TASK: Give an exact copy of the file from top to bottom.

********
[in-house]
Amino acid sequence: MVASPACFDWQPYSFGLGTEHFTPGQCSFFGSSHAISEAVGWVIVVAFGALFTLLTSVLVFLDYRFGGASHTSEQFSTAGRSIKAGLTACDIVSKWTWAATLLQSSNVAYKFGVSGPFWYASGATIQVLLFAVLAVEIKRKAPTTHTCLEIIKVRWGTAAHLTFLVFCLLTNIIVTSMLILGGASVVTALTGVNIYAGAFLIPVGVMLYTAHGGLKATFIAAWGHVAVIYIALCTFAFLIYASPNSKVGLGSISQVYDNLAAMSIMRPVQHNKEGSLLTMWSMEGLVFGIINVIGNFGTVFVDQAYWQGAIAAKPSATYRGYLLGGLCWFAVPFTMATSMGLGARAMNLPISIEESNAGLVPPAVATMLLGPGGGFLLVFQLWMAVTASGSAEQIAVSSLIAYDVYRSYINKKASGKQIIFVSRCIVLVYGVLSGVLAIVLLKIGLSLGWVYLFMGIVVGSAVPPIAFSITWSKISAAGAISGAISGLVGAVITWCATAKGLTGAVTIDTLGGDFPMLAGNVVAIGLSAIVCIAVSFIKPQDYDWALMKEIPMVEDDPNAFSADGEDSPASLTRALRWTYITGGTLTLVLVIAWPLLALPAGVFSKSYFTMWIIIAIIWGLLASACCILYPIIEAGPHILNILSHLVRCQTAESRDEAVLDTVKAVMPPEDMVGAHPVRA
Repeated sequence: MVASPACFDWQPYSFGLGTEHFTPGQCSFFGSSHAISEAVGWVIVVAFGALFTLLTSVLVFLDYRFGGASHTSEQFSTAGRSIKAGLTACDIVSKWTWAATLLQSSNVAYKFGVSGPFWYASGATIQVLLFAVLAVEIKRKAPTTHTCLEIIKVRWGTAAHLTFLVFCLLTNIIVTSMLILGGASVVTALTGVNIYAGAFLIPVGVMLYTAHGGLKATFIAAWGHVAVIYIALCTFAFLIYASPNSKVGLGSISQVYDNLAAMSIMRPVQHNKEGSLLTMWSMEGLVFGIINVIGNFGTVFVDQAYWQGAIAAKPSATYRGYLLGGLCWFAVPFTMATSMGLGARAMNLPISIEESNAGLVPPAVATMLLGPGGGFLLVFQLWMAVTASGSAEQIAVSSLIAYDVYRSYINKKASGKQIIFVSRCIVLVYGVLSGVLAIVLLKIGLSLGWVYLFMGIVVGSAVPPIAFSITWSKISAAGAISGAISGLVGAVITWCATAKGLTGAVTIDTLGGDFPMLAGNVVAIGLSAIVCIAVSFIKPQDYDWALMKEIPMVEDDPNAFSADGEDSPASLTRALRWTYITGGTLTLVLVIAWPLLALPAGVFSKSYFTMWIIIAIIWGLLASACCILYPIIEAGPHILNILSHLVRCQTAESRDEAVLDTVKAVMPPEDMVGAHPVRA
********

[in-house]
Amino acid sequence: MVASPACFDWQPYSFGLGTEHFTPGQCSFFGSSHAISEAVGWVIVVAFGALFTLLTSVLVFLDYRFGGASHTSEQFSTAGRSIKAGLTACDIVSKWTWAATLLQSSNVAYKFGVSGPFWYASGATIQVLLFAVLAVEIKRKAPTTHTCLEIIKVRWGTAAHLTFLVFCLLTNIIVTSMLILGGASVVTALTGVNIYAGAFLIPVGVMLYTAHGGLKATFIAAWGHVAVIYIALCTFAFLIYASPNSKVGLGSISQVYDNLAAMSIMRPVQHNKEGSLLTMWSMEGLVFGIINVIGNFGTVFVDQAYWQGAIAAKPSATYRGYLLGGLCWFAVPFTMATSMGLGARAMNLPISIEESNAGLVPPAVATMLLGPGGGFLLVFQLWMAVTASGSAEQIAVSSLIAYDVYRSYINKKASGKQIIFVSRCIVLVYGVLSGVLAIVLLKIGLSLGWVYLFMGIVVGSAVPPIAFSITWSKISAAGAISGAISGLVGAVITWCATAKGLTGAVTIDTLGGDFPMLAGNVVAIGLSAIVCIAVSFIKPQDYDWALMKEIPMVEDDPNAFSADGEDSPASLTRALRWTYITGGTLTLVLVIAWPLLALPAGVFSKSYFTMWIIIAIIWGLLASACCILYPIIEAGPHILNILSHLVRCQTAESRDEAVLDTVKAVMPPEDMVGAHPVRA
Repeated sequence: MVASPACFDWQPYSFGLGTEHFTPGQCSFFGSSHAISEAVGWVIVVAFGALFTLLTSVLVFLDYRFGGASHTSEQFSTAGRSIKAGLTACDIVSKWTWAATLLQSSNVAYKFGVSGPFWYASGATIQVLLFAVLAVEIKRKAPTTHTCLEIIKVRWGTAAHLTFLVFCLLTNIIVTSMLILGGASVVTALTGVNIYAGAFLIPVGVMLYTAHGGLKATFIAAWGHVAVIYIALCTFAFLIYASPNSKVGLGSISQVYDNLAAMSIMRPVQHNKEGSLLTMWSMEGLVFGIINVIGNFGTVFVDQAYWQGAIAAKPSATYRGYLLGGLCWFAVPFTMATSMGLGARAMNLPISIEESNAGLVPPAVATMLLGPGGGFLLVFQLWMAVTASGSAEQIAVSSLIAYDVYRSYINKKASGKQIIFVSRCIVLVYGVLSGVLAIVLLKIGLSLGWVYLFMGIVVGSAVPPIAFSITWSKISAAGAISGAISGLVGAVITWCATAKGLTGAVTIDTLGGDFPMLAGNVVAIGLSAIVCIAVSFIKPQDYDWALMKEIPMVEDDPNAFSADGEDSPASLTRALRWTYITGGTLTLVLVIAWPLLALPAGVFSKSYFTMWIIIAIIWGLLASACCILYPIIEAGPHILNILSHLVRCQTAESRDEAVLDTVKAVMPPEDMVGAHPVRA